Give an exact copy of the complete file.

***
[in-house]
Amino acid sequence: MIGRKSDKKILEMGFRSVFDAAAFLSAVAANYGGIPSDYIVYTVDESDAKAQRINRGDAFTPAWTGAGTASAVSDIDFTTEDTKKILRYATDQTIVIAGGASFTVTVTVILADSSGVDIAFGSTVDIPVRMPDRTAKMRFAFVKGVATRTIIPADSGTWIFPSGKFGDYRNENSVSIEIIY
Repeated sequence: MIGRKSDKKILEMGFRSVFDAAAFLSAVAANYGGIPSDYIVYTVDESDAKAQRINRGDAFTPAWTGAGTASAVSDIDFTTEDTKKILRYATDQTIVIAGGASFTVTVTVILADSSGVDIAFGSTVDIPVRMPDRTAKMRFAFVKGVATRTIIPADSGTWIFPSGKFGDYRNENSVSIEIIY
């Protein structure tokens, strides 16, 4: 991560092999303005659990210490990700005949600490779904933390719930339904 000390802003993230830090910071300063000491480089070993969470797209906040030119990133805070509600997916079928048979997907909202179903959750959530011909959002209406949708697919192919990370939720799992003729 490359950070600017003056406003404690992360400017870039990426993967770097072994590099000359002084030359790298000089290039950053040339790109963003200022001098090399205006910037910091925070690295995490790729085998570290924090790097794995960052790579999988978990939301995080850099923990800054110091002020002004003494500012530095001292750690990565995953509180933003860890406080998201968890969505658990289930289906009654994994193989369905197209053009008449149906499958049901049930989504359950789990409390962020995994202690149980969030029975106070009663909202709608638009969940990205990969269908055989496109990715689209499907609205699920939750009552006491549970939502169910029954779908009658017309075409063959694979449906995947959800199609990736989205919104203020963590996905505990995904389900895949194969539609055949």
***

[in-house]
Amino acid sequence: MIGRKSDKKILEMGFRSVFDAAAFLSAVAANYGGIPSDYIVYTVDESDAKAQRINRGDAFTPAWTGAGTASAVSDIDFTTEDTKKILRYATDQTIVIAGGASFTVTVTVILADSSGVDIAFGSTVDIPVRMPDRTAKMRFAFVKGVATRTIIPADSGTWIFPSGKFGDYRNENSVSIEIIY
Repeated sequence: MIGRKSDKKILEMGFRSVFDAAAFLSAVAANYGGIPSDYIVYTVDESDAKAQRINRGDAFTPAWTGAGTASAVSDIDFTTEDTKKILRYATDQTIVIAGGASFTVTVTVILADSSGVDIAFGSTVDIPVRMPDRTAKMRFAFVKGVATRTIIPADSGTWIFPSGKFGDYRNENSVSIEIIY
């Protein structure tokens, strides 16, 4: 991560092999303005659990210490990700005949600490779904933390719930339904 000390802003993230830090910071300063000491480089070993969470797209906040030119990133805070509600997916079928048979997907909202179903959750959530011909959002209406949708697919192919990370939720799992003729 490359950070600017003056406003404690992360400017870039990426993967770097072994590099000359002084030359790298000089290039950053040339790109963003200022001098090399205006910037910091925070690295995490790729085998570290924090790097794995960052790579999988978990939301995080850099923990800054110091002020002004003494500012530095001292750690990565995953509180933003860890406080998201968890969505658990289930289906009654994994193989369905197209053009008449149906499958049901049930989504359950789990409390962020995994202690149980969030029975106070009663909202709608638009969940990205990969269908055989496109990715689209499907609205699920939750009552006491549970939502169910029954779908009658017309075409063959694979449906995947959800199609990736989205919104203020963590996905505990995904389900895949194969539609055949």